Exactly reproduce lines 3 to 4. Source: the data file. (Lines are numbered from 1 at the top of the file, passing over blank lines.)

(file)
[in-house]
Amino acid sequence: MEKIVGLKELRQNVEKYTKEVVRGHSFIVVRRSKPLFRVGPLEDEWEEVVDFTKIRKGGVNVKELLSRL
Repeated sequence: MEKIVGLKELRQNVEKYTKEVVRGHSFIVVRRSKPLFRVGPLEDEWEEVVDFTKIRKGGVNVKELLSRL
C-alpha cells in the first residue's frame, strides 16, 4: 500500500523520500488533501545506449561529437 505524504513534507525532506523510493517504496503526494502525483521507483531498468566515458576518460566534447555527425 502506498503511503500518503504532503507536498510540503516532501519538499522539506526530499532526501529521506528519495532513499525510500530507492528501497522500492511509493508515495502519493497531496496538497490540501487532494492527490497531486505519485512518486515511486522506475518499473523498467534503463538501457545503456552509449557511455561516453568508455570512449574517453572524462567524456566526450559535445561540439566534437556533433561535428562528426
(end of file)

Repeated sequence: MEKIVGLKELRQNVEKYTKEVVRGHSFIVVRRSKPLFRVGPLEDEWEEVVDFTKIRKGGVNVKELLSRL
C-alpha cells in the first residue's frame, strides 16, 4: 500500500523520500488533501545506449561529437 505524504513534507525532506523510493517504496503526494502525483521507483531498468566515458576518460566534447555527425 502506498503511503500518503504532503507536498510540503516532501519538499522539506526530499532526501529521506528519495532513499525510500530507492528501497522500492511509493508515495502519493497531496496538497490540501487532494492527490497531486505519485512518486515511486522506475518499473523498467534503463538501457545503456552509449557511455561516453568508455570512449574517453572524462567524456566526450559535445561540439566534437556533433561535428562528426